The Double Arm High Pull is a great exercise, especially if you are looking to totally tear up your shoulders and rotator cuff (specifically supraspinatous)! I'm pretty shocked that this is being demonstrated as something to be done, not to mention that NASM has shown this to be a contraindicated and unsafe move for at least a decade. I shudder to think how many shoulders will be torn up after seeing this on your current newsletter. Just looking to advocate for the masses here. Thank you.
I would first like to respond by noting that it is nice to have trainers express such passion in their views, and it is also nice to see people who are not afraid to challenge what is written.
From the way this question is written, I am given the impression that you do not have a lot of experience/exposure to “Olympic” style, power lifting or kettlebell training. With that being noted, I will make the following comments. For the most part, the exercises taught with a kettlebell find their basis in both Olympic and power lifting. What does this mean? It means that the primary mover is not the upper extremities but rather the lower extremities. The movement is ballistic in nature and is generated from the ground force reaction of the lower extremities bearing down into the ground and explosively driving the body up. It is this force (momentum) that propels the KB upward, not the arms lifting the bell. The arms act as a guide. In the high pull exercise, the lever arm of the upper extremity is about as short as you can possibly get it, and the movement is not held at the top. The muscles in the shoulder girdle that are involved are primarily the following: upper trapezius at initiation (it is this motion that properly positions the glenohumeral joint to allow space so that the RTC tendons are not impinged or damaged); the deltoids are the primary abductor with of course the supraspinatus assisting. If you take a look at the model’s position before she starts the motion (see video), she is in a perfect squat position with strong support to her lumbar spine and the thoracic spine moving into extension. The scapula is lying in the coronal/frontal plane. The position of the scapula remains in this plane, decreasing the incidence of increased or excessive internal rotation, which would be the culprit of impinging or damaging the tendons of the RTC or lats. It is my impression that this position is what prevents excessive internal rotation from occurring at the shoulder.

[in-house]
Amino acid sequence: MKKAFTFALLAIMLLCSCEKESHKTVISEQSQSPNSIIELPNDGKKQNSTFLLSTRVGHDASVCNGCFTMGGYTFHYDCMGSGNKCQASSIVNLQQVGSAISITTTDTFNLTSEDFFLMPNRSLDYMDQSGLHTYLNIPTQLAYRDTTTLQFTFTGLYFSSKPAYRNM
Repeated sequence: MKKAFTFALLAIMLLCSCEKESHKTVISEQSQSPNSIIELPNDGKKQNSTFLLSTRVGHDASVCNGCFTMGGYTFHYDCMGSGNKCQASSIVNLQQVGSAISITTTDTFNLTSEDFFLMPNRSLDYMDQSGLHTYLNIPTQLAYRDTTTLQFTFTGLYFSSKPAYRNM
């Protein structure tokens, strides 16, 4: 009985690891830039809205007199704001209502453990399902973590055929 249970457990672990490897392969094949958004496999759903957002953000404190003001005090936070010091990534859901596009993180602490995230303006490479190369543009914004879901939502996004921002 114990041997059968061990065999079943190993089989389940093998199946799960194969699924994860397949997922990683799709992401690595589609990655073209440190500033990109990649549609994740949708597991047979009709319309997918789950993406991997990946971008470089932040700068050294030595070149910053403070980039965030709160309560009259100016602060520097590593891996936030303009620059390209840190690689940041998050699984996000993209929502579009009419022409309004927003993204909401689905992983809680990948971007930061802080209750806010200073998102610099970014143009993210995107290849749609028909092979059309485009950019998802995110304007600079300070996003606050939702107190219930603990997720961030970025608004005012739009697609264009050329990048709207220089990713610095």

As with any form of training, it is up to all trainers to educate themselves properly in anatomy, physiology, biomechanics and special populations. If a trainer does not have the training to work with people who have injuries or special needs, they need to find someone who is trained. It goes without saying that if someone has a contraindication to a specific motion, then one should not train someone in that motion.